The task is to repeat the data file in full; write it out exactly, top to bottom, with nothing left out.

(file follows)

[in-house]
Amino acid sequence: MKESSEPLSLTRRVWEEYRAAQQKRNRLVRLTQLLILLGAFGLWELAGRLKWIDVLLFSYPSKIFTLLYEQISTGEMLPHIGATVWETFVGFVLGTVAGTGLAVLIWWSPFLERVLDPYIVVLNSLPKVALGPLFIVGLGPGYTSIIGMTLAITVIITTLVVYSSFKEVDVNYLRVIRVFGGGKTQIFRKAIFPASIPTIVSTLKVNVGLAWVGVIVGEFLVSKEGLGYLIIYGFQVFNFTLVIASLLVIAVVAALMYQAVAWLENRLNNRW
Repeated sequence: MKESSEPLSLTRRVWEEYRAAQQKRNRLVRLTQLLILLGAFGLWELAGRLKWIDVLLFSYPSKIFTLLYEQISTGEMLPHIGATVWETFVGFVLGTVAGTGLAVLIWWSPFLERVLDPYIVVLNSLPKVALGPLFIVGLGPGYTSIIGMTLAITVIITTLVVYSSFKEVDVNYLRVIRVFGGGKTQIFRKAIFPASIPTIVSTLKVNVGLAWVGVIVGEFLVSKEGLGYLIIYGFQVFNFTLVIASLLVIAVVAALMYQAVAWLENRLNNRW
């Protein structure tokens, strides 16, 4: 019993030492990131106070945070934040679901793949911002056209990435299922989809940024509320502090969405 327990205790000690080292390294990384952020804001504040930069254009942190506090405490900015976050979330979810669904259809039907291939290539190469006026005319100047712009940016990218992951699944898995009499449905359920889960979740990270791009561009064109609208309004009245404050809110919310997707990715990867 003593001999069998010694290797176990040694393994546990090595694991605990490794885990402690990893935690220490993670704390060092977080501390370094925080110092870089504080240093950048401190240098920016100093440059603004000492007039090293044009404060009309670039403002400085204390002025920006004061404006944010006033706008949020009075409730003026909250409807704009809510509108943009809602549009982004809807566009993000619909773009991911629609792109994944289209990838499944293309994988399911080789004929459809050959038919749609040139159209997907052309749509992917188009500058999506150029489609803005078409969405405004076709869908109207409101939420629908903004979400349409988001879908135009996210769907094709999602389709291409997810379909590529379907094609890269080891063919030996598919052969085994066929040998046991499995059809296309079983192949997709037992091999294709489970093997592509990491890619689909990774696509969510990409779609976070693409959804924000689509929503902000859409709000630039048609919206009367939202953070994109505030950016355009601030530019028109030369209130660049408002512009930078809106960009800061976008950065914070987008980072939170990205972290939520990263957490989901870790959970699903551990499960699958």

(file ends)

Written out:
[in-house]
Amino acid sequence: MKESSEPLSLTRRVWEEYRAAQQKRNRLVRLTQLLILLGAFGLWELAGRLKWIDVLLFSYPSKIFTLLYEQISTGEMLPHIGATVWETFVGFVLGTVAGTGLAVLIWWSPFLERVLDPYIVVLNSLPKVALGPLFIVGLGPGYTSIIGMTLAITVIITTLVVYSSFKEVDVNYLRVIRVFGGGKTQIFRKAIFPASIPTIVSTLKVNVGLAWVGVIVGEFLVSKEGLGYLIIYGFQVFNFTLVIASLLVIAVVAALMYQAVAWLENRLNNRW
Repeated sequence: MKESSEPLSLTRRVWEEYRAAQQKRNRLVRLTQLLILLGAFGLWELAGRLKWIDVLLFSYPSKIFTLLYEQISTGEMLPHIGATVWETFVGFVLGTVAGTGLAVLIWWSPFLERVLDPYIVVLNSLPKVALGPLFIVGLGPGYTSIIGMTLAITVIITTLVVYSSFKEVDVNYLRVIRVFGGGKTQIFRKAIFPASIPTIVSTLKVNVGLAWVGVIVGEFLVSKEGLGYLIIYGFQVFNFTLVIASLLVIAVVAALMYQAVAWLENRLNNRW
């Protein structure tokens, strides 16, 4: 019993030492990131106070945070934040679901793949911002056209990435299922989809940024509320502090969405 327990205790000690080292390294990384952020804001504040930069254009942190506090405490900015976050979330979810669904259809039907291939290539190469006026005319100047712009940016990218992951699944898995009499449905359920889960979740990270791009561009064109609208309004009245404050809110919310997707990715990867 003593001999069998010694290797176990040694393994546990090595694991605990490794885990402690990893935690220490993670704390060092977080501390370094925080110092870089504080240093950048401190240098920016100093440059603004000492007039090293044009404060009309670039403002400085204390002025920006004061404006944010006033706008949020009075409730003026909250409807704009809510509108943009809602549009982004809807566009993000619909773009991911629609792109994944289209990838499944293309994988399911080789004929459809050959038919749609040139159209997907052309749509992917188009500058999506150029489609803005078409969405405004076709869908109207409101939420629908903004979400349409988001879908135009996210769907094709999602389709291409997810379909590529379907094609890269080891063919030996598919052969085994066929040998046991499995059809296309079983192949997709037992091999294709489970093997592509990491890619689909990774696509969510990409779609976070693409959804924000689509929503902000859409709000630039048609919206009367939202953070994109505030950016355009601030530019028109030369209130660049408002512009930078809106960009800061976008950065914070987008980072939170990205972290939520990263957490989901870790959970699903551990499960699958």